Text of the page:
In the 2006 film Stranger Than Fiction, starring Will Ferrell and Emma Thompson (the first and surely the last time those two will find themselves in a film together), Emma Thompson’s character, Karen Eiffel, a weathered and emotionally dark and distraught writer suffering from writer’s block, returns home to the secretary her publisher has sent to make sure she meets her deadline. Eiffel has just had the epiphanous experience of receiving inspiration for the conclusion of her novel. When her secretary, played by Queen Latifah (of all people), asks her how this happened, Eiffel, with irritation and disdain, replies, “Like anything worth writing, it came inexplicably and without method.” I think this is my favorite line of the film. I don’t know that anything worth writing must be or is always received in this way, but I do think that this is often the way of it.
Anyone who has been reading my blog (thank you, by the way) or following me on Twitter knows I’ve been working on a novella and that I recently finished the first draft. Here’s the unfortunate part: the conclusion is garbage; it’s flat and limp. I’ve known this and haven’t really known what to do about it–other than to start edits from the beginning and hope for some inspiration to arrive before I reach the conclusion. Well, that happened…”inexplicably and without method.” Actually, it happened while I was taking out the garbage. It was a freeze-drop-the-bag-stare-at-the-sky, wide-eyed moment. The idea is large and will definitely transform my novella into a novel. The concept is dark and, frankly, it makes me uncomfortable–which means I should definitely write it. So, I’ll be returning to work on this, and I’ll be at it for a good long while. That also means I won’t be posting anymore excerpts here for a good long while. So, I thought I’d post one now.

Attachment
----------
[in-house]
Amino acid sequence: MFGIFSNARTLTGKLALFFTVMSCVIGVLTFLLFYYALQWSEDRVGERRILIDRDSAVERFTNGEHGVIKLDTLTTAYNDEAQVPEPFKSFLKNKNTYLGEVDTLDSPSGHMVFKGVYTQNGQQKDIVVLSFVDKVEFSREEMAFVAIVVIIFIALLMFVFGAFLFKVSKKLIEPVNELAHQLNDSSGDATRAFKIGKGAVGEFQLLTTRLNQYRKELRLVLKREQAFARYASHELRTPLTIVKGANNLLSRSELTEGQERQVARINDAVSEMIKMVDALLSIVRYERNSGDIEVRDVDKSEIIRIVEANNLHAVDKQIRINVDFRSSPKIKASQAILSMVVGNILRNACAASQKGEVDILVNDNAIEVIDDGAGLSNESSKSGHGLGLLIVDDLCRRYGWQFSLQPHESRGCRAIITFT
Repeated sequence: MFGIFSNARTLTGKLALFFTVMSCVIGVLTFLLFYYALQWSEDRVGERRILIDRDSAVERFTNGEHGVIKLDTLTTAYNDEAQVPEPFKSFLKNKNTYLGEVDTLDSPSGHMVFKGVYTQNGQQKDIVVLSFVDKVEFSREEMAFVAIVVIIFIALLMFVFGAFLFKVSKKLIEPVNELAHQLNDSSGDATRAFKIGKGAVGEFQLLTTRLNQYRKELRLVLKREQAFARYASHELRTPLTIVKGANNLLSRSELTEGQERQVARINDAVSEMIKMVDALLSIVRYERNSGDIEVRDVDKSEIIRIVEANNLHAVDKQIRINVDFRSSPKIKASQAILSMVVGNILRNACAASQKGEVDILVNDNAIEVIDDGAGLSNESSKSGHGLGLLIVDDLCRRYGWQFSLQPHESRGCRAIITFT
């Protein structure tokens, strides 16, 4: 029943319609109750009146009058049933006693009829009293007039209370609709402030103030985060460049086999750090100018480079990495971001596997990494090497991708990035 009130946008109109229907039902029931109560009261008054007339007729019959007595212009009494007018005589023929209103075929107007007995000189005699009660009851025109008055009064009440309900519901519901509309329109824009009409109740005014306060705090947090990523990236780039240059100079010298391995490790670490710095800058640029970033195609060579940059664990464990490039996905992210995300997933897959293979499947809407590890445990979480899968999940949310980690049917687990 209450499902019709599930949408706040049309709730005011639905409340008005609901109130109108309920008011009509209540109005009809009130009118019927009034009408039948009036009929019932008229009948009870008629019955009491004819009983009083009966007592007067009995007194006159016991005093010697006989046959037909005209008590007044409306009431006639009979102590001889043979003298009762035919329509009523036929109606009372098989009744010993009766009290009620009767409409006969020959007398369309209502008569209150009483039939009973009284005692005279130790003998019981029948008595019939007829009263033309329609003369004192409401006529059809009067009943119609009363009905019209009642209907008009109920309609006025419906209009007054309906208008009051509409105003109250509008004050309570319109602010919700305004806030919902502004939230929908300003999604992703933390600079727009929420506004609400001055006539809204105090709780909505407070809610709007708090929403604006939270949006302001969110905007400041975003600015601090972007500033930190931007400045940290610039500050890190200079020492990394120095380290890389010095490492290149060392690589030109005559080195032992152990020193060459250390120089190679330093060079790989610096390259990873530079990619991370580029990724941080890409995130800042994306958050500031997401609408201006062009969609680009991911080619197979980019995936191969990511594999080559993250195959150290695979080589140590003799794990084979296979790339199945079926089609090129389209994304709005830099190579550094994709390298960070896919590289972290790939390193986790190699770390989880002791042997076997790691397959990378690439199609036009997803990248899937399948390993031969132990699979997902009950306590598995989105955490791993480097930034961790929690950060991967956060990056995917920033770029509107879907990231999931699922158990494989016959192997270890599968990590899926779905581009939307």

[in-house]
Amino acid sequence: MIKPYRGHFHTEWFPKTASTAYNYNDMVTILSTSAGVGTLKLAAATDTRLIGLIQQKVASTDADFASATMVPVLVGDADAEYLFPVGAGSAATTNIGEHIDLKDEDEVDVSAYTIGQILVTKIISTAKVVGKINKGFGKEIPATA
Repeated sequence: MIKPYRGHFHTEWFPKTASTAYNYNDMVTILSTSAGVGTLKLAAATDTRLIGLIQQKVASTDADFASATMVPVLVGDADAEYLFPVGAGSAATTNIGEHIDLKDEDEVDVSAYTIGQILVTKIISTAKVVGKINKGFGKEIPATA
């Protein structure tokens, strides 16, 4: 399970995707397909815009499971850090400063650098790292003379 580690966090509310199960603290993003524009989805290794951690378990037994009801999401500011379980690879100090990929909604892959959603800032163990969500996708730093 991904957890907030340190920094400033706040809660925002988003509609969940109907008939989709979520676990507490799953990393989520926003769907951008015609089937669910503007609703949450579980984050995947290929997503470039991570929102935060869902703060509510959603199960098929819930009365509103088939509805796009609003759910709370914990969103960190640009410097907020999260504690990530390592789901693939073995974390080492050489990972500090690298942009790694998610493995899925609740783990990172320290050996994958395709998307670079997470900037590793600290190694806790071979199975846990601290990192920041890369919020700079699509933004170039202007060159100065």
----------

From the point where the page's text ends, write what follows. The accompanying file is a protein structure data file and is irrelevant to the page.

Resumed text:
What I have so far, titled Bear Paw Road, will be part one of what I think will be a three-part novel–maybe four. This excerpt brings us back to Brendan (“Uneg”) and Becca, who are 17 and 16 at the time. Unlike the last excerpt, this one is heavy in dialogue. It’s the summer of 1999 and recent events have caused Brendan’s parents to force him into a summer job at the local grocery store, which pulls him away from his neighborhood friends. Now, enough of my gab; here’s the excerpt:
*For anyone uncomfortable with profanity in lit: this is not adolescent lit and I reflect the language of teenagers as I have experienced it, both as a former teenager and current high school teacher.
The length of Oconaluftee that stretched past my house ran flat and a bit swifter in the center yet still slow and lazy. Spaced almost perfectly down that spine sat three boulders just below the surface, and you could see them from the top of the bank like rounded swells of vertebrae. A day after Yona and I had found the RV and snakeskin, a Sunday, I clung to the long hairlike moss of the rock furthest downstream and let the current drag and massage my legs. Becca sat atop the center rock, a few yards away, legs wide and hands braced in front of her with elbows locked. The water pushed against her back, billowing gently around her hips and waist.